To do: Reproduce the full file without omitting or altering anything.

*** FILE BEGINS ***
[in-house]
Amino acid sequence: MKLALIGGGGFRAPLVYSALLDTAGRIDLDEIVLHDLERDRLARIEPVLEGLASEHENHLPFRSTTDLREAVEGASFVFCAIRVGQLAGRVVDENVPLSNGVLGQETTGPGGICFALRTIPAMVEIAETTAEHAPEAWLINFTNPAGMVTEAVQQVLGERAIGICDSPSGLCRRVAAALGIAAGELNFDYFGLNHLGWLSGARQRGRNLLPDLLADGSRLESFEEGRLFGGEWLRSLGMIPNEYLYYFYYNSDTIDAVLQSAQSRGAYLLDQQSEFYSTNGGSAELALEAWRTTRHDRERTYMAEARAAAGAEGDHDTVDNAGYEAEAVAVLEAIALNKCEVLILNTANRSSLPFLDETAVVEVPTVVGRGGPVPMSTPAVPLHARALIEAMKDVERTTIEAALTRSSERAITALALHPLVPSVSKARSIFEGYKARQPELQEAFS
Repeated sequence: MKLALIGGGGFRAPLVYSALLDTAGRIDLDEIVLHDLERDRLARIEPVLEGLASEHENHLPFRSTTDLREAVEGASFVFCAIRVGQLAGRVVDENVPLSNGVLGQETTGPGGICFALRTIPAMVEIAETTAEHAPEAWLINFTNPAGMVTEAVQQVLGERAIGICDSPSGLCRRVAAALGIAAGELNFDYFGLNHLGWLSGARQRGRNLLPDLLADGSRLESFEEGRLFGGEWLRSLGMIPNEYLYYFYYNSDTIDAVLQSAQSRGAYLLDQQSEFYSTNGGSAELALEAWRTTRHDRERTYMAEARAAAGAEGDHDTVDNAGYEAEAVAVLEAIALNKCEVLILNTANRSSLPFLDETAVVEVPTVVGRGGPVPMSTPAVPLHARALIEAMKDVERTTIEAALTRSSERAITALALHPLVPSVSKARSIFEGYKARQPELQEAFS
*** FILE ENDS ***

[in-house]
Amino acid sequence: MKLALIGGGGFRAPLVYSALLDTAGRIDLDEIVLHDLERDRLARIEPVLEGLASEHENHLPFRSTTDLREAVEGASFVFCAIRVGQLAGRVVDENVPLSNGVLGQETTGPGGICFALRTIPAMVEIAETTAEHAPEAWLINFTNPAGMVTEAVQQVLGERAIGICDSPSGLCRRVAAALGIAAGELNFDYFGLNHLGWLSGARQRGRNLLPDLLADGSRLESFEEGRLFGGEWLRSLGMIPNEYLYYFYYNSDTIDAVLQSAQSRGAYLLDQQSEFYSTNGGSAELALEAWRTTRHDRERTYMAEARAAAGAEGDHDTVDNAGYEAEAVAVLEAIALNKCEVLILNTANRSSLPFLDETAVVEVPTVVGRGGPVPMSTPAVPLHARALIEAMKDVERTTIEAALTRSSERAITALALHPLVPSVSKARSIFEGYKARQPELQEAFS
Repeated sequence: MKLALIGGGGFRAPLVYSALLDTAGRIDLDEIVLHDLERDRLARIEPVLEGLASEHENHLPFRSTTDLREAVEGASFVFCAIRVGQLAGRVVDENVPLSNGVLGQETTGPGGICFALRTIPAMVEIAETTAEHAPEAWLINFTNPAGMVTEAVQQVLGERAIGICDSPSGLCRRVAAALGIAAGELNFDYFGLNHLGWLSGARQRGRNLLPDLLADGSRLESFEEGRLFGGEWLRSLGMIPNEYLYYFYYNSDTIDAVLQSAQSRGAYLLDQQSEFYSTNGGSAELALEAWRTTRHDRERTYMAEARAAAGAEGDHDTVDNAGYEAEAVAVLEAIALNKCEVLILNTANRSSLPFLDETAVVEVPTVVGRGGPVPMSTPAVPLHARALIEAMKDVERTTIEAALTRSSERAITALALHPLVPSVSKARSIFEGYKARQPELQEAFS